How to Be Ready for Hard Conversations
Recently I completed internship hours alongside my principal in order to become certified as a school administrator. Through my observations and the discussions I had with my principal, I learned quickly that a leader has to have many difficult professional conversations with those within the school organization, including teachers, non-teaching staff members, parents, and even students.
As a school leader, difficult conversations are inevitable. And classroom educators may also find they need to engage in difficult conversations with others, including students, parents, and colleagues.
In fact, if we reflect on our personal lives, we can all probably think of a situation that required a conversation, possibly intended to change another person’s behavior, that made us feel unsure about what words to use, afraid of the response we might get, or uneasy about whether we might say the wrong thing.
If we can recall a conversation such as this, whether in our professional or personal lives, we were probably engaged in what Jennifer Abrams, author of Hard Conversations Unpacked: The Whos, the Whens, and the What-Ifs, has termed a “hard conversation.”
I remember such a hard conversation from early in my teaching career. At the school where I worked, the counselor and I met with a parent to discuss a sensitive topic and also make it known that we needed behavior to change.
This was early in my teaching career, but I think I would still be amazed now at how the counselor handled the situation. She knew the right moment to broach the subject, and she did it in a way that maintained the trust we had already built with the parent while also convincing the parent to agree to change.
This school counselor seemed to have an innate ability to engage in hard conversations. This ability does not come naturally to all of us, but Hard Conversations Unpacked can help us be more effective.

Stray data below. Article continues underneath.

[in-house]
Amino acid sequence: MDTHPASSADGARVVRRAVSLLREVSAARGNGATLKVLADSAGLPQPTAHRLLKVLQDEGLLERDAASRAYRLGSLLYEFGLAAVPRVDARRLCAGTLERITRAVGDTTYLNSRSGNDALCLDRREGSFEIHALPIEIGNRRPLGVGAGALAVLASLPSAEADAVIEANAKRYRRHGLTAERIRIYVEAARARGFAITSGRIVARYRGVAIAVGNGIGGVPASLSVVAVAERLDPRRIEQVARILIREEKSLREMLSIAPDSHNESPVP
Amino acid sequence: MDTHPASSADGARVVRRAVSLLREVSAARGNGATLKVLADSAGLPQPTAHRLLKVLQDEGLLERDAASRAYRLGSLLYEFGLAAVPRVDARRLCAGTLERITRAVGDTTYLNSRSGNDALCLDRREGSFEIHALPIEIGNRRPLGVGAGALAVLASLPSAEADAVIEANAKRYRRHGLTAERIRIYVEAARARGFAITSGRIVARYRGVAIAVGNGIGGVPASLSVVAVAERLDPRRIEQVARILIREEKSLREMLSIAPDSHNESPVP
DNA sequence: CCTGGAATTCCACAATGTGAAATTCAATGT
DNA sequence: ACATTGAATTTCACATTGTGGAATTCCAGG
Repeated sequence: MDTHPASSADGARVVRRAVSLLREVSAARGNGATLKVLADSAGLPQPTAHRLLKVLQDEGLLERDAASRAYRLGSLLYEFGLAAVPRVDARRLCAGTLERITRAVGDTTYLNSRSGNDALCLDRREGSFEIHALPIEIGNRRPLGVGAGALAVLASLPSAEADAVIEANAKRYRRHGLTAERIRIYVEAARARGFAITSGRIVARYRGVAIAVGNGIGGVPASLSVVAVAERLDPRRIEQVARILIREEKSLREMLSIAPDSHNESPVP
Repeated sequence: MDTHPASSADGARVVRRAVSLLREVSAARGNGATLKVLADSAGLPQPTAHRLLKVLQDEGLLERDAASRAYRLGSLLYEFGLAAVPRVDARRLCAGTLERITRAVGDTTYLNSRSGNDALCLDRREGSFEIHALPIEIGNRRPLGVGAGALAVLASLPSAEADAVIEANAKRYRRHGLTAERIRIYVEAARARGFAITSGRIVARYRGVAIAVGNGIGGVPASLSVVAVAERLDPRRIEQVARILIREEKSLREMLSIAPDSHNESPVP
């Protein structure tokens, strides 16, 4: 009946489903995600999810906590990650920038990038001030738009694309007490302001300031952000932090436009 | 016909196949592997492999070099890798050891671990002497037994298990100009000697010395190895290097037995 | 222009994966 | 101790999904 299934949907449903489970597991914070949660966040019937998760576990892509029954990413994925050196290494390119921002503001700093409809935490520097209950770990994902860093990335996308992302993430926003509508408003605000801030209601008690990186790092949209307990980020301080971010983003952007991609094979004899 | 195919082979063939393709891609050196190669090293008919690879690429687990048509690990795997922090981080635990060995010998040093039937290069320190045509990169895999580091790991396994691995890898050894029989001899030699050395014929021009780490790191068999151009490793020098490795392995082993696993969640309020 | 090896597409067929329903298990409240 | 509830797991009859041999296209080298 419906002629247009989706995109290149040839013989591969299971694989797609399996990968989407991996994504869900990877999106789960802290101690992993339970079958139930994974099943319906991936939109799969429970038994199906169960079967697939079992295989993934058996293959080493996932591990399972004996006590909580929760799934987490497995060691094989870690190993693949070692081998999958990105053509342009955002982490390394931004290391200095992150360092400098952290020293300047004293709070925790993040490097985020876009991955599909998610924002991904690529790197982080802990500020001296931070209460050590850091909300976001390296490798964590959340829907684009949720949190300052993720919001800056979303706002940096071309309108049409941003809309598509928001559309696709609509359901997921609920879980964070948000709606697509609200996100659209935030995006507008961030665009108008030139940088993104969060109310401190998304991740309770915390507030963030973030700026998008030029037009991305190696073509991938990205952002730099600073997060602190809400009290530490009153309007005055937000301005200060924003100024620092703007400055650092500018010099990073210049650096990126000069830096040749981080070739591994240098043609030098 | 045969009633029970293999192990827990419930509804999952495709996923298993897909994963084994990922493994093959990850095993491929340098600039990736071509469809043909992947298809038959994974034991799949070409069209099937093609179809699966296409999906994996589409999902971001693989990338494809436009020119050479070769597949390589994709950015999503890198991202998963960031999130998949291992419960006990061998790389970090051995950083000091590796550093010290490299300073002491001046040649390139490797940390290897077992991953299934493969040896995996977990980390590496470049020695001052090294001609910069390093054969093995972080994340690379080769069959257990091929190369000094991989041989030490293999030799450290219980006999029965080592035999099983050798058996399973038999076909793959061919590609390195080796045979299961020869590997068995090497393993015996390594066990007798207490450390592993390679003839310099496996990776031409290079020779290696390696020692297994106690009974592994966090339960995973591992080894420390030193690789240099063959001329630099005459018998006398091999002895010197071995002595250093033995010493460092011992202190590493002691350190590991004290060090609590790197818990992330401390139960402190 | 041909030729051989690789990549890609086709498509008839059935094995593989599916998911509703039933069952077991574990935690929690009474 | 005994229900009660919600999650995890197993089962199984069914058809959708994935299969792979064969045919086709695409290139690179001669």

The case for hard conversations
I liked that Abrams began the book with a preface that explained the why behind hard conversations. Being an educator comes with the responsibility of having some frank dialogue. Avoiding hard conversations may be an option some choose to take, but Abrams makes the case that they are necessary to our work with and for children. She states,
We need to speak up for the field, advocate for the democratic ideals on which our profession was based, speak for students who don’t have a voice, for the best teaching possible for all students, for the professional cultures we deserve to work in and for the next generation of educators” (p. xii).
This book is for those who want to be better at hard conversations because we don’t believe we have the choice not to have them.
Building a foundation for conversations
The first four chapters provide an understanding of the foundation on which hard conversations that are humane and growth-producing should be built. The following ideas are presented in these chapters:
- Chapter 1: A hard conversation has unique characteristics that make it different from clarifying and coaching conversations.